Bible Commentaries
Ezekiel 26

Preacher's Complete Homiletical CommentaryPreacher's Homiletical

Verses 1-21

THE FALL OF TYRE. (Chap. 26)

EXEGETICAL NOTES.—“In four sections, commencing with the formula, ‘Thus saith the Lord,’ Tyre, the mistress of the sea is threatened with destruction. In the first strophe (Ezekiel 26:2-6) there is a general threat of its destruction by a host of nations. In the second (Ezekiel 26:7-14), the enemy is mentioned by name, and designated as a powerful one; and the conquest and destruction emanating from him are circumstantially described. In the third (Ezekiel 26:15-18), the impression which this event would produce upon the inhabitants of the islands and coast-lands is depicted. And in the fourth (Ezekiel 26:19-21), the threat is repeated in an energetic manner, and the prophecy is thereby rounded off.”—(Keil).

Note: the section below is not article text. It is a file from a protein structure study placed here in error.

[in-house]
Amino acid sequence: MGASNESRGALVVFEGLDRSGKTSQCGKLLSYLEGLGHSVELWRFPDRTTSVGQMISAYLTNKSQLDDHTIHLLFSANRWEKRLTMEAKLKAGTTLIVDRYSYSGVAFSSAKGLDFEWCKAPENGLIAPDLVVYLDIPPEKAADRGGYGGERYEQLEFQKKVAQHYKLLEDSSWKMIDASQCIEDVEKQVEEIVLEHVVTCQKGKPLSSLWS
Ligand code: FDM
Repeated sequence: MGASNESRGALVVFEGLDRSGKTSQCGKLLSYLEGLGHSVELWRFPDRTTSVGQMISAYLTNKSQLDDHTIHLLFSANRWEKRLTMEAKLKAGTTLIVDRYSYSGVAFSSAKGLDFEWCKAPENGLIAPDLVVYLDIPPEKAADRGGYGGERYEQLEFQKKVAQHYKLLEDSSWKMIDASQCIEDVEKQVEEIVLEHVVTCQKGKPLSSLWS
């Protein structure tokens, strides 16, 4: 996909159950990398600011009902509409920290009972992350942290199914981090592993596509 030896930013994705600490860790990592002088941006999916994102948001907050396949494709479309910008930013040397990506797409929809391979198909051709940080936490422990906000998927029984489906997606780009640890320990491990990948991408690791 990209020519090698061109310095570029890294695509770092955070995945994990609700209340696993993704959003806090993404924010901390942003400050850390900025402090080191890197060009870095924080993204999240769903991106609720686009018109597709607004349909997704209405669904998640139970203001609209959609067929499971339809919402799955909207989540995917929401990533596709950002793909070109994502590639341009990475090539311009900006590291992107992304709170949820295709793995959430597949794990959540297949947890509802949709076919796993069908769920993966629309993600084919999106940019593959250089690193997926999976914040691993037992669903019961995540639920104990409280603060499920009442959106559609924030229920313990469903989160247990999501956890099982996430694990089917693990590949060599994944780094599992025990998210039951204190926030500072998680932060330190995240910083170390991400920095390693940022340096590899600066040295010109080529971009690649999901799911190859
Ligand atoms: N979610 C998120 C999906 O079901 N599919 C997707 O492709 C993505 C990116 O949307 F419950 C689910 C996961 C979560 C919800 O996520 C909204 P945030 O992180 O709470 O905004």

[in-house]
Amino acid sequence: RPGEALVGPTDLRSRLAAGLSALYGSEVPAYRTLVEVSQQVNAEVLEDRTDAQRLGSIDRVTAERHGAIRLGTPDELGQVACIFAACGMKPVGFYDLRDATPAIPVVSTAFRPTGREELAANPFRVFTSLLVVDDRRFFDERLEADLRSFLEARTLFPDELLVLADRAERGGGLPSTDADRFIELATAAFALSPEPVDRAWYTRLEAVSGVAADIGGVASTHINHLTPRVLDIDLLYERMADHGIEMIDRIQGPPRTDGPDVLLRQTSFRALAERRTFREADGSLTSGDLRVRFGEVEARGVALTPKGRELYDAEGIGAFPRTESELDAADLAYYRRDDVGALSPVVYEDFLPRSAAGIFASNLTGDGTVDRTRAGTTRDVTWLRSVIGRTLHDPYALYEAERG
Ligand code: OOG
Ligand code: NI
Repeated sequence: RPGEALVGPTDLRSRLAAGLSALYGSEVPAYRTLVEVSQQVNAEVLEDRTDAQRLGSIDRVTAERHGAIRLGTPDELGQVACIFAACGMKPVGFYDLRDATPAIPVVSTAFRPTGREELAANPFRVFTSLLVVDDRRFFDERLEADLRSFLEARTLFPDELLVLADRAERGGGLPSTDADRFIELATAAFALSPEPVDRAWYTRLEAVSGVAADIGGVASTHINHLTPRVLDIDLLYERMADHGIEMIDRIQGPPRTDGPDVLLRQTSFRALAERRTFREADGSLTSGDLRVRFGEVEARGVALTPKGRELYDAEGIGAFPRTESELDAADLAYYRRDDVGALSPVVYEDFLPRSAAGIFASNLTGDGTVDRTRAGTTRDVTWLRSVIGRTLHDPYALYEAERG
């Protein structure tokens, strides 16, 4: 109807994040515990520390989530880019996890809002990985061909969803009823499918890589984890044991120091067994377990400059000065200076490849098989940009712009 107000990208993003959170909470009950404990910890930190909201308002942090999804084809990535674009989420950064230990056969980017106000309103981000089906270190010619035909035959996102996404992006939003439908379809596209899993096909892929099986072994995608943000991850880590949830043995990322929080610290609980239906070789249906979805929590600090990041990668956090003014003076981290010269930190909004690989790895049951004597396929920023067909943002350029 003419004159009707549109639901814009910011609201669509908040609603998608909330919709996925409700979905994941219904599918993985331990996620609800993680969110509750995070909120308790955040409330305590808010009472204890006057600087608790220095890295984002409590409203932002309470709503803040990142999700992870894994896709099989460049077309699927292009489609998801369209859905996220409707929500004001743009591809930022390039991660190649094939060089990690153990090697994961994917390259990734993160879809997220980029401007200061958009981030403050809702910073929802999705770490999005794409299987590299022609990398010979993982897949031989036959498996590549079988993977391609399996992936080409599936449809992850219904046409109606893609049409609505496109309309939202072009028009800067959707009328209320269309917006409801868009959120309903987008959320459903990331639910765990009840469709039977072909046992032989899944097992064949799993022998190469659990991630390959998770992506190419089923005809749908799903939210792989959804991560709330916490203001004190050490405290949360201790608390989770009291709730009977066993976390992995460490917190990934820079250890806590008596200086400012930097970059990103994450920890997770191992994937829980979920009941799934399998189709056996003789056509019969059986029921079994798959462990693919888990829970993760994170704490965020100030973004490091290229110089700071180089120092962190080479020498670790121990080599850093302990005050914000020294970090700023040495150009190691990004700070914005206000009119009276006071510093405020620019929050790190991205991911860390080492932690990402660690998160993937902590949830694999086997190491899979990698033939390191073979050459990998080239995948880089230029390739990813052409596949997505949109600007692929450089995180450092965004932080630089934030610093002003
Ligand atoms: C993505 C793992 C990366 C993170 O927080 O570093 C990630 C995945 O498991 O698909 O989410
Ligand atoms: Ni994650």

Ezekiel 26:1. “In the eleventh year, in the first day of the month.” The year is that of Jerusalem’s capture, B.C. 588. The month is not named. Probably it was the woeful “fourth” month (2 Kings 25:3; Ezekiel 3:15).

Ezekiel 26:2. “The gates of the people.” The plural noun denotes one gate, as the verb is in the singular. Jerusalem was named “the gate of the peoples” on account of the many nations which would flow into it (Isaiah 2:2; Micah 4:1). Jerusalem was also to Tyre the gate of communication with the East. “She is turned unto me.” The rendering should be, “it is turned unto me,” i.e., the gate of the peoples. “Tyre considers herself the heiress of Jerusalem. The fall of the spiritual centre presents to view the enhanced importance of the secular.”—(Hengstenberg.)

Ezekiel 26:3. “As the sea causeth his waves.” Tyre suffered from successive waves of invasion, chiefly those of Nebuchadnezzar and Alexander, the Crusaders and the Saracens. It was not finally overthrown till the thirteenth century, yet it never recovered from the blow which the King of Babylon inflicted upon it.